Global Village: Horseback riding with the gauchos of Patagonia

With our borders closed, New Zealand feels more remote than ever, but we are still part of the seven billion team that is planet Earth. We may be confined to our little corner of the world right now, but we are doing ourselves a disservice if we act like this no longer exists. In this series, we’ll spotlight people around the world doing things that make the world a better place. And places, experiences, traditional cultures and moments of travel that have the power to surprise, delight and remind us how lucky we are all to inhabit this world. Take this as an inspiration for when our borders finally open.

There is a carcass of beef hanging from the ceiling, suspended by hooks over an open fire. It has been roasting slowly for several hours, dripping fatty, salty tears in the flames below. Every now and then Miguel, the smiling but silent gaucho (Argentinian cowboy), pushes him and pushes him, before going out to smoke and sip yerba mate, the bitter, caffeine-rich tea beloved by South Americans.

We are in Patagonia, the vast arid landscape of over a million kilometers that stretches across the southern tips of Chile and Argentina. It’s so big (big), that if you let New Zealand fall in, you would need all of Interpol’s resources to help you find it.

Depending on who you think, the name Patagonia means “land of giants” or “land of big feet”. But what everyone agrees on is that this region dates back to the arrival of Portuguese explorer Ferdinand Magellan around 1520, when he thought the people of Tehuelche were 10 feet tall. While this is probably an exaggeration (or the result of too much yerba mate), you can see Magellan’s reasoning – how could a land of such immense space not have colossal inhabitants to match?

Petizo was exactly the kind of gentle, slow horse the writer had hoped for.

Martin Haughey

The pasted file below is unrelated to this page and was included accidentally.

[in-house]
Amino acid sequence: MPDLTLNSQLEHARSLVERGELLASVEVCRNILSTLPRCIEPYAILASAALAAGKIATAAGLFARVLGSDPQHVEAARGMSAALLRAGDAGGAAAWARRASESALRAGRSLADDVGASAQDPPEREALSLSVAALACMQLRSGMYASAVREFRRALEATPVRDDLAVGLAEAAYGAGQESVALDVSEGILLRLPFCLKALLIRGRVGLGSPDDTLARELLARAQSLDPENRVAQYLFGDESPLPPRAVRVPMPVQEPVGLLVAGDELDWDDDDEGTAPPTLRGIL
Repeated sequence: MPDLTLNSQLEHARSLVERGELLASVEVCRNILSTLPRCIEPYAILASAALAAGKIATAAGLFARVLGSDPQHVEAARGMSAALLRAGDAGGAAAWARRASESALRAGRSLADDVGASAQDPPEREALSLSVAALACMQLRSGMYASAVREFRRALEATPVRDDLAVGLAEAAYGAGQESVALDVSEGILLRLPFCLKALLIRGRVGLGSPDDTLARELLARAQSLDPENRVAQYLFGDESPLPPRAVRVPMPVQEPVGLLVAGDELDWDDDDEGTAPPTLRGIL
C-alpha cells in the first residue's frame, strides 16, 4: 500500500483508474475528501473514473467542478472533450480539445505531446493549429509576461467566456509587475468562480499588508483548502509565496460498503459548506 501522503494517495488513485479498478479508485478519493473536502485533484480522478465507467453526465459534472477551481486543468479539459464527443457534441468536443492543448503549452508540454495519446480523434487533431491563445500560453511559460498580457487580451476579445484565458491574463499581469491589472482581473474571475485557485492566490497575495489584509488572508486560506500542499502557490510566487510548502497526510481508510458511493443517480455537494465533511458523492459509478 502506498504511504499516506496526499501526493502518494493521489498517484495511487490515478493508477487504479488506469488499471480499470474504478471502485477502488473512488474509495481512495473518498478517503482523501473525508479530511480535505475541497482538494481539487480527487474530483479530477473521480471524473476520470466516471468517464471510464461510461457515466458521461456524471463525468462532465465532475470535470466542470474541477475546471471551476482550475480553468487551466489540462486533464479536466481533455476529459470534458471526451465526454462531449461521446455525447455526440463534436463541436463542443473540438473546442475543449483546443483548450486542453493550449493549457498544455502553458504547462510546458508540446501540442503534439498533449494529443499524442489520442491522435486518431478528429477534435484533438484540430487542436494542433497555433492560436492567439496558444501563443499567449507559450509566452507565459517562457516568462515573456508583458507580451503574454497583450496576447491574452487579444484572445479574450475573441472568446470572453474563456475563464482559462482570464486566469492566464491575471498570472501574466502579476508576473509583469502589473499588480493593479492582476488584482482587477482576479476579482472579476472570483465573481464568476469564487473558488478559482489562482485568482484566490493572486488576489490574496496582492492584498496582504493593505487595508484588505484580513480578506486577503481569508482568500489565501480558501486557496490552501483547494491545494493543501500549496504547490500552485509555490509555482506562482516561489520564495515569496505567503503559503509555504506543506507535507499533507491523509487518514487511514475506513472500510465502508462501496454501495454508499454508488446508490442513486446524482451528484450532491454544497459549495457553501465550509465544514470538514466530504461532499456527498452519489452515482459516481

Petizo was exactly the kind of gentle, slow horse the writer had hoped for.

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The great gash of the snow-capped Andes mountains divides Patagonia in two – on “this side” are the glacial fjords and temperate rainforests of Chile, on “this side” the steppes, grasslands and Argentinian deserts that s ‘stretch for miles.

We drive an hour from San Carlos de Bariloche to a 10,000 ha estancia (farm) that has been raising beef cattle for years.

Life hasn’t been kind to me in the pruning department, but kindness comes from Miguel’s form affecting me a nine-year-old male horse appropriately named Petizo (short in Spanish). I glance at Petizo’s liquid brown eyes and fall in love.

Fortunately, Petizo is a gentle soul who somehow senses that my confidence indicator is in the red. He looks at me as if to say, “Don’t worry ma’am, I’ll take care of you.”

Although our guide Steve grew up further north, horses are in his blood.

Martin Haughey

Although our guide Steve grew up further north, horses are in his blood.

Miguel shows us how to ride gaucho style, with the reins held loosely in one hand, and while it seems a bit awkward at first, as we go single file, I relax into the slow paces and sweet from Petizo. He’s made this trip so many times, he ignores my feeble attempts to lead him or encourage him to go faster or slower: this is his territory and he will zigzag there as he always has.

We drive over mostly flat terrain, a labyrinth of trees that shed their leaves for the winter and mountains whose sharp peaks split the cloudless sky. It is a beauty that no architect can imagine, no town planner can plan.

The sun is now high in the sky and it is time to return to the dining room. In our absence, they took care of preparing asado (barbecue) and making mounds of empanadas, delicious pockets of pâté filled with beef, ham or cheese.

I’m no meat eater, but even I have to admit that the smell that fills the small room is alluring – smoky, salty, oily and charred, the essence of the Patagonian countryside.

Miguel cuts the asado (barbecue) after our hike.

Martin Haughey

Miguel cuts the asado (barbecue) after our hike.

Although gauchos speak broken English, we learn of their deep and constant love for the land and their horses.

“I used to live in the city but I always come back here,” says Jesus, a 30-year-old gaucho who cuts up pieces of meat from the carcass with a horribly sharp knife.

“These valleys and steppes invade you and it’s hard to stay away. I am a proud first Patagonian and second Argentinian.

On the way back, we try to keep our voices satisfied as we share stories of the hike when, on a glorious morning, all was well with the world. Considering what is wrong now, this is not a bad achievement.

The gauchos quickly take care of saddling the horses for their next ride.

Martin Haughey

The gauchos quickly take care of saddling the horses for their next ride.

Stay Safe: New Zealand is currently subject to restrictions related to Covid-19. To verify safetravel.govt.nz before you travel to stay up to date on the latest travel advice.


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